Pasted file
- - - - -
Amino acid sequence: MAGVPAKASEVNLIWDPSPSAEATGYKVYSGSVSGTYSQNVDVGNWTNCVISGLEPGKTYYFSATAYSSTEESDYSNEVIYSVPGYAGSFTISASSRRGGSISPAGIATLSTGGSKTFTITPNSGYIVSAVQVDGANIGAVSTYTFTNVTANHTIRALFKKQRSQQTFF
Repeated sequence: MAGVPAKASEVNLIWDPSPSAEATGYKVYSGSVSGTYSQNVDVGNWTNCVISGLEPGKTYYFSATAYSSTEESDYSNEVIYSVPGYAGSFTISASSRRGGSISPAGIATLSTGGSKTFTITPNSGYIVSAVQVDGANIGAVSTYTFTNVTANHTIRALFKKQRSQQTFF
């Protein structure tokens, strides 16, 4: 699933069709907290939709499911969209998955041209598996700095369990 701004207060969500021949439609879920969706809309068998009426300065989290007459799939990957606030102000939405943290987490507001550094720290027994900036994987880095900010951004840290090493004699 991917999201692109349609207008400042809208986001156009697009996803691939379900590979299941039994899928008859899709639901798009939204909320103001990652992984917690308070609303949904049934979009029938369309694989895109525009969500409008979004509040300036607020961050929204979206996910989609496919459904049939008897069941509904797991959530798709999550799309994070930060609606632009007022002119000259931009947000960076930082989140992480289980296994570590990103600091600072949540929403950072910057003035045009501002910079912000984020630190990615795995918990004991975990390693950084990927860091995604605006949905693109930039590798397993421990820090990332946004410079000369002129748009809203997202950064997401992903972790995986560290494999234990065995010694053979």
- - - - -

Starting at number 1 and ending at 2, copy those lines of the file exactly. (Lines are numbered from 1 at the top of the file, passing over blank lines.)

Amino acid sequence: MAGVPAKASEVNLIWDPSPSAEATGYKVYSGSVSGTYSQNVDVGNWTNCVISGLEPGKTYYFSATAYSSTEESDYSNEVIYSVPGYAGSFTISASSRRGGSISPAGIATLSTGGSKTFTITPNSGYIVSAVQVDGANIGAVSTYTFTNVTANHTIRALFKKQRSQQTFF
Repeated sequence: MAGVPAKASEVNLIWDPSPSAEATGYKVYSGSVSGTYSQNVDVGNWTNCVISGLEPGKTYYFSATAYSSTEESDYSNEVIYSVPGYAGSFTISASSRRGGSISPAGIATLSTGGSKTFTITPNSGYIVSAVQVDGANIGAVSTYTFTNVTANHTIRALFKKQRSQQTFF